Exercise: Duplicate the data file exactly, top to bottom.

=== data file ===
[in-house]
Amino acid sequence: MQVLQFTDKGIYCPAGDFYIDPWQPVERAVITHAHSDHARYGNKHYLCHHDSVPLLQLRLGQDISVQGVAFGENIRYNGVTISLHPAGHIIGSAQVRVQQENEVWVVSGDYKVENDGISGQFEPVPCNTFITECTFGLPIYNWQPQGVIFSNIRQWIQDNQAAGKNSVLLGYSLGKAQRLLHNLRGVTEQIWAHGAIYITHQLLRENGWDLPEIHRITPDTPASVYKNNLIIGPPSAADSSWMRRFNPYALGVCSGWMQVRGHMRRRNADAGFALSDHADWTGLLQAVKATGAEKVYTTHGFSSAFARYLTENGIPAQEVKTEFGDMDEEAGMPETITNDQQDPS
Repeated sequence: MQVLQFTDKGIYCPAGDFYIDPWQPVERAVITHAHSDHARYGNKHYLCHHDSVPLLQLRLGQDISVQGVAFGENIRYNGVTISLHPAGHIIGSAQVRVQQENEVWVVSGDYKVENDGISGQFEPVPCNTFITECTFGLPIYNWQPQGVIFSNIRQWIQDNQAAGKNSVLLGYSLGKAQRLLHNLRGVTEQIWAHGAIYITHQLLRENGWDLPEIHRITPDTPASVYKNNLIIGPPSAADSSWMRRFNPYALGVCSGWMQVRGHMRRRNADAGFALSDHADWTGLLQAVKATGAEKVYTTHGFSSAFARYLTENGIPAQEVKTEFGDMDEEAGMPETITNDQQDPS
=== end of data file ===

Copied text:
[in-house]
Amino acid sequence: MQVLQFTDKGIYCPAGDFYIDPWQPVERAVITHAHSDHARYGNKHYLCHHDSVPLLQLRLGQDISVQGVAFGENIRYNGVTISLHPAGHIIGSAQVRVQQENEVWVVSGDYKVENDGISGQFEPVPCNTFITECTFGLPIYNWQPQGVIFSNIRQWIQDNQAAGKNSVLLGYSLGKAQRLLHNLRGVTEQIWAHGAIYITHQLLRENGWDLPEIHRITPDTPASVYKNNLIIGPPSAADSSWMRRFNPYALGVCSGWMQVRGHMRRRNADAGFALSDHADWTGLLQAVKATGAEKVYTTHGFSSAFARYLTENGIPAQEVKTEFGDMDEEAGMPETITNDQQDPS
Repeated sequence: MQVLQFTDKGIYCPAGDFYIDPWQPVERAVITHAHSDHARYGNKHYLCHHDSVPLLQLRLGQDISVQGVAFGENIRYNGVTISLHPAGHIIGSAQVRVQQENEVWVVSGDYKVENDGISGQFEPVPCNTFITECTFGLPIYNWQPQGVIFSNIRQWIQDNQAAGKNSVLLGYSLGKAQRLLHNLRGVTEQIWAHGAIYITHQLLRENGWDLPEIHRITPDTPASVYKNNLIIGPPSAADSSWMRRFNPYALGVCSGWMQVRGHMRRRNADAGFALSDHADWTGLLQAVKATGAEKVYTTHGFSSAFARYLTENGIPAQEVKTEFGDMDEEAGMPETITNDQQDPS